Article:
PERHAPS it should come as no surprise, but some of our best tastes from last week's wine festival amounted to some pretty spectacular food and wine pairings.
It's been a few years since the festival decided to place more emphasis on Vancouver's culinary scene but this year in particular seemed to offer no shortage of well-matched plates.
While winemaker dinners rule early in the week, for many the zenith remains the Vintners Brunch. This year's edition (which I helped judge) was one of the most closely contested, with some really stellar tastes from which to choose.
Once again confirming that B.C. Syrah's star is on the rise, the winning dish by a nose was a truly flavourful lamb hash with quail egg from newly arrived Killjoy Barbers, Yaletown, paired with Road 13's beautifully balanced, peppery and plush Syrah Mouvedre 2011, whose vibrant fruit and focused acidity carried an already flavourful plate to new heights, $35 at the winery.
Close second went to the Salmon House, whose perfectly togarashi-seared sockeye with Thai basil and mango vinaigrette played perfectly with the luscious honeyed and tropical notes of Black Hills Alibi 2011 ($25, sold out). And it was hard not to be impressed by the textural marriage of Kale & Nori's Bittered Sling cured steelhead with the not-exactly-shy Wagner Family Mer Soleil Vineyards Silver 2011, a formidable, unoaked Chardonnay that allowed the fish and its sauce to shine through (BCLS $28.99).
As the festival's global focus, Chardonnay was the star, a fact of which I was reminded several times during the week, starting with a spectacular pairing of Schug Sonoma Coast and Carneros Chardonnays with Dungeness crab, clams, mussels and sunchoke salad, courtesy of Diva at the Met chef Hamid Salimian. The contrasting trio of wines set the tone for the coming week, although it was the barrel-fermented but only partially new-oaked Schug Carneros Chardonnay 2010 that stayed with me as being one of the best food wines I tasted all week ($35-$40).
I'd also be remiss not to mention the Schug Carneros Pinot Noir 09 and the "big brother" 08 Heritage Pinot as great matches with the chef's Yarrow Meadow duck. Not to be outdone, however, the cherry-toned, well-balanced Sonoma Coast Schug Pinot remains a deal (at BCLS $29.99).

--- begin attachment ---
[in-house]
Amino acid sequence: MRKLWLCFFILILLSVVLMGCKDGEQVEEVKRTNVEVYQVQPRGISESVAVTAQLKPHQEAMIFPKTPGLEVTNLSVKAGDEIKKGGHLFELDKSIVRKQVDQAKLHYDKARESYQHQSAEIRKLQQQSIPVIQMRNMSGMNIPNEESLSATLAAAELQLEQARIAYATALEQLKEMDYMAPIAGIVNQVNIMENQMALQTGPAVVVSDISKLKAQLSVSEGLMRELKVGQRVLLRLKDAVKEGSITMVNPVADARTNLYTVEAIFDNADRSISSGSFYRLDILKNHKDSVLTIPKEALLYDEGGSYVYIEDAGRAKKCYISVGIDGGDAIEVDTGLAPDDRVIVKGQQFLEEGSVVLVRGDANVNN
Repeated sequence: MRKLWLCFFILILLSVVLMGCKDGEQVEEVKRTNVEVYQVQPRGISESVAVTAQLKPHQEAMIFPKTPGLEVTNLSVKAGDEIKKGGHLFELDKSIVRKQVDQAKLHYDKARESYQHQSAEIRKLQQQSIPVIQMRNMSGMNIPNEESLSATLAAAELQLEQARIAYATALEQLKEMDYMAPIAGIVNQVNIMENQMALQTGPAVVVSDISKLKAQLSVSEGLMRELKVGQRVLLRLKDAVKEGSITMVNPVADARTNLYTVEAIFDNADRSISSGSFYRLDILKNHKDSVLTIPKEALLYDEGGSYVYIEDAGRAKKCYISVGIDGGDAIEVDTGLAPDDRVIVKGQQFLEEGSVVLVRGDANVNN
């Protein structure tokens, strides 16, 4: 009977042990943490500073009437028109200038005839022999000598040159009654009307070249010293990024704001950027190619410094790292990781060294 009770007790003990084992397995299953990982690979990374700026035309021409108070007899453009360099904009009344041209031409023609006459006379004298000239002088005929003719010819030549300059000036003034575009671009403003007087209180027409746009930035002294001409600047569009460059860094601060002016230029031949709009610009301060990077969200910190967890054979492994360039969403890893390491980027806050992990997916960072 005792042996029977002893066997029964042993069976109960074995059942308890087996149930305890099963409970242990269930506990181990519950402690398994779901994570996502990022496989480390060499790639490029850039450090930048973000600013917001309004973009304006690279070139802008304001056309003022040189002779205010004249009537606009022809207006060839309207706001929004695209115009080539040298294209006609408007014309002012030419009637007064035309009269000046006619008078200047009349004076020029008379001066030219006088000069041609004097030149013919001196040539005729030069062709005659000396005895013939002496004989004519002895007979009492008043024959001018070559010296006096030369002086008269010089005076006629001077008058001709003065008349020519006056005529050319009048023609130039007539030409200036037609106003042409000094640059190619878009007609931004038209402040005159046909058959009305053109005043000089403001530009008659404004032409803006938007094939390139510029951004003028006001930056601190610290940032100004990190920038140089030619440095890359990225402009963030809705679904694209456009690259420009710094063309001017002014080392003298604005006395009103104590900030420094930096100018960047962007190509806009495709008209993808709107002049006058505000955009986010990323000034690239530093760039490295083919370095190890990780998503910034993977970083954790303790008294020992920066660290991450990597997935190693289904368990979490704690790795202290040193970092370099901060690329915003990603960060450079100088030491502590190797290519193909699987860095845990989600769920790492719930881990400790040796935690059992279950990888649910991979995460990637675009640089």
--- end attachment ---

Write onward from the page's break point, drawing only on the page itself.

I've helped organize the Kitchen Party mingler for some years now. Again, with 22 Chardonnays in the room, loosely matched with some great dishes from six top restos and suppliers invited by chef Dana Reinhardt, no shortage of good tastes here. It would be hard to pick a favourite (and dangerous) so I'm not going to. However, not only are they a lot of fun but these more casual tastings add up to a great way to plan your buying for the year.
Here are three wines that will make you look like a hero at your next dinner party, and will barely put a dent in your wallet.
? Casa Concha Chardonnay 2011
This surprisingly elegant, mineral, apple and citrus-toned drop from Chilean giant Concha y Toro (from cool climate, coastal Limari Valley) over delivers for its $19.99 price (89 pts.).
? Planeta Bianco 2011
We tend to associate Sicily more with red wine but this smart little blend of 75 per cent Grecanico and 25 per cent Chardonnay has already made it onto my "get ready for patio season" list of worthy sippers; no nonsense, stainless-steel fermented with floral and zippy citrus notes in a crisp and lingering palate (BCLS $15.99 87 pts.).
? Viña Las Perdices Extra Brut Rosé
This Argentine Méthode Champenoise yields lively bubbles with bright strawberry and raspberry notes balanced by vibrant acidity and good length with a nice vinous streak (70 per cent Pinot Noir). Hunt it down at private stores for around $20 (89 pts.).